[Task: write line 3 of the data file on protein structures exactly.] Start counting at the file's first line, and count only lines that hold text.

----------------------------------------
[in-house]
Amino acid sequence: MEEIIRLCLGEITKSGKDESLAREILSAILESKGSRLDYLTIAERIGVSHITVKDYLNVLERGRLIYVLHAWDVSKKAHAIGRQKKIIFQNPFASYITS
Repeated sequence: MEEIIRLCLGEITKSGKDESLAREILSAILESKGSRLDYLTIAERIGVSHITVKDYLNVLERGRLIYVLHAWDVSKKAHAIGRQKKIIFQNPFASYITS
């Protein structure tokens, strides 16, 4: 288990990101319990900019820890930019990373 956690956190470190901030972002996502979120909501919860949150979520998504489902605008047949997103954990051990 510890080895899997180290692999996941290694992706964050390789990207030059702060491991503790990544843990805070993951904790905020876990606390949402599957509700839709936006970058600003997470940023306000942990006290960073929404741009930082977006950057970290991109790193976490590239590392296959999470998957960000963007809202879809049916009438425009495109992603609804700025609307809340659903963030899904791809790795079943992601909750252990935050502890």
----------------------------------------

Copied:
Repeated sequence: MEEIIRLCLGEITKSGKDESLAREILSAILESKGSRLDYLTIAERIGVSHITVKDYLNVLERGRLIYVLHAWDVSKKAHAIGRQKKIIFQNPFASYITS